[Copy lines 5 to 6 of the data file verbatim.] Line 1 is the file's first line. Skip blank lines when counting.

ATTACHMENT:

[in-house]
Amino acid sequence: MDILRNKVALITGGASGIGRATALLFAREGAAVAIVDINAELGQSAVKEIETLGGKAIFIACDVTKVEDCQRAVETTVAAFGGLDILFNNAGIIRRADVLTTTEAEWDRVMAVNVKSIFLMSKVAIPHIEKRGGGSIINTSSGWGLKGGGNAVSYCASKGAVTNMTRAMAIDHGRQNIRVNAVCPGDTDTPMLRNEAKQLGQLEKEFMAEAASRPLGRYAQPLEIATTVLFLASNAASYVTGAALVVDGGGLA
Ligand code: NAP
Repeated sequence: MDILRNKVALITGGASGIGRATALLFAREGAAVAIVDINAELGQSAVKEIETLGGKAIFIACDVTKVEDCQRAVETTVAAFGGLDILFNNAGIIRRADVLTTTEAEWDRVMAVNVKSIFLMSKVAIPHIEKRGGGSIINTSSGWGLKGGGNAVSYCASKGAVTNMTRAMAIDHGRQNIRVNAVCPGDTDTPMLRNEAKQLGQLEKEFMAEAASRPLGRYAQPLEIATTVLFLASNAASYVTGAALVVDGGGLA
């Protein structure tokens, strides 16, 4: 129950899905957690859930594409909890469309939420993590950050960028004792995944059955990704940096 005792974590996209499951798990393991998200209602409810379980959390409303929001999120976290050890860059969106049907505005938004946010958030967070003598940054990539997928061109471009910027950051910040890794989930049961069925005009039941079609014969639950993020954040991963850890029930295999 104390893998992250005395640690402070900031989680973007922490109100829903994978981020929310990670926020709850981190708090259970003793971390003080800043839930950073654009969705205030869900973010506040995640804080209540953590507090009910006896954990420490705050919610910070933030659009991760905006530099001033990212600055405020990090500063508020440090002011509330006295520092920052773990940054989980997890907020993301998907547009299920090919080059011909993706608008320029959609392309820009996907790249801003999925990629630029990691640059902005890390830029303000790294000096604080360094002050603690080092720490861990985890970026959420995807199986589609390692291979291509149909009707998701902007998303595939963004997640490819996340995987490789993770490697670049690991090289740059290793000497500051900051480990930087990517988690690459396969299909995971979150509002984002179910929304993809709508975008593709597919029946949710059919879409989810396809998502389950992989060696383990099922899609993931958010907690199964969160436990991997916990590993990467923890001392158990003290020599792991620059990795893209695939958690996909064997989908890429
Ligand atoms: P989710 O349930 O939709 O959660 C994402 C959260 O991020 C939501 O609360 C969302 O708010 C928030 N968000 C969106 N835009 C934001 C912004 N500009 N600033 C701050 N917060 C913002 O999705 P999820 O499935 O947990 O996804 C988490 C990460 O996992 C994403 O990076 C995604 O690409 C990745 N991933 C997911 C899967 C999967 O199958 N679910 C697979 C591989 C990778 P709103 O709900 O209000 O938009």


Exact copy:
């Protein structure tokens, strides 16, 4: 129950899905957690859930594409909890469309939420993590950050960028004792995944059955990704940096 005792974590996209499951798990393991998200209602409810379980959390409303929001999120976290050890860059969106049907505005938004946010958030967070003598940054990539997928061109471009910027950051910040890794989930049961069925005009039941079609014969639950993020954040991963850890029930295999 104390893998992250005395640690402070900031989680973007922490109100829903994978981020929310990670926020709850981190708090259970003793971390003080800043839930950073654009969705205030869900973010506040995640804080209540953590507090009910006896954990420490705050919610910070933030659009991760905006530099001033990212600055405020990090500063508020440090002011509330006295520092920052773990940054989980997890907020993301998907547009299920090919080059011909993706608008320029959609392309820009996907790249801003999925990629630029990691640059902005890390830029303000790294000096604080360094002050603690080092720490861990985890970026959420995807199986589609390692291979291509149909009707998701902007998303595939963004997640490819996340995987490789993770490697670049690991090289740059290793000497500051900051480990930087990517988690690459396969299909995971979150509002984002179910929304993809709508975008593709597919029946949710059919879409989810396809998502389950992989060696383990099922899609993931958010907690199964969160436990991997916990590993990467923890001392158990003290020599792991620059990795893209695939958690996909064997989908890429
Ligand atoms: P989710 O349930 O939709 O959660 C994402 C959260 O991020 C939501 O609360 C969302 O708010 C928030 N968000 C969106 N835009 C934001 C912004 N500009 N600033 C701050 N917060 C913002 O999705 P999820 O499935 O947990 O996804 C988490 C990460 O996992 C994403 O990076 C995604 O690409 C990745 N991933 C997911 C899967 C999967 O199958 N679910 C697979 C591989 C990778 P709103 O709900 O209000 O938009």